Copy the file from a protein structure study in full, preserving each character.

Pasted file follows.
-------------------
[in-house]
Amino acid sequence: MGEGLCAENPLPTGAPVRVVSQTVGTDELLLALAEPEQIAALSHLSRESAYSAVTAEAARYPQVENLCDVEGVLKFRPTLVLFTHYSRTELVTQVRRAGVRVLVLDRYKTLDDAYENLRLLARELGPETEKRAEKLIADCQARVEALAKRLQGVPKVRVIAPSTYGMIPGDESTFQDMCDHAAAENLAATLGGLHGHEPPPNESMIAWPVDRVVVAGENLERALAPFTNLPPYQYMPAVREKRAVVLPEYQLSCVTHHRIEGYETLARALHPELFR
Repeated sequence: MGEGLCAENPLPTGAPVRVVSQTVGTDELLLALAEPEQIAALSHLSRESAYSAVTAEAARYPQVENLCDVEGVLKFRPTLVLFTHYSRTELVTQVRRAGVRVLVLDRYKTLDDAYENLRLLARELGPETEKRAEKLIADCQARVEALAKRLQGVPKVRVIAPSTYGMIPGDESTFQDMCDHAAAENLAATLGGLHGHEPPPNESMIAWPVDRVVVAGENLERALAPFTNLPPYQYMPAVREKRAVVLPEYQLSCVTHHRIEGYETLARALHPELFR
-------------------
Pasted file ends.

[in-house]
Amino acid sequence: MGEGLCAENPLPTGAPVRVVSQTVGTDELLLALAEPEQIAALSHLSRESAYSAVTAEAARYPQVENLCDVEGVLKFRPTLVLFTHYSRTELVTQVRRAGVRVLVLDRYKTLDDAYENLRLLARELGPETEKRAEKLIADCQARVEALAKRLQGVPKVRVIAPSTYGMIPGDESTFQDMCDHAAAENLAATLGGLHGHEPPPNESMIAWPVDRVVVAGENLERALAPFTNLPPYQYMPAVREKRAVVLPEYQLSCVTHHRIEGYETLARALHPELFR
Repeated sequence: MGEGLCAENPLPTGAPVRVVSQTVGTDELLLALAEPEQIAALSHLSRESAYSAVTAEAARYPQVENLCDVEGVLKFRPTLVLFTHYSRTELVTQVRRAGVRVLVLDRYKTLDDAYENLRLLARELGPETEKRAEKLIADCQARVEALAKRLQGVPKVRVIAPSTYGMIPGDESTFQDMCDHAAAENLAATLGGLHGHEPPPNESMIAWPVDRVVVAGENLERALAPFTNLPPYQYMPAVREKRAVVLPEYQLSCVTHHRIEGYETLARALHPELFR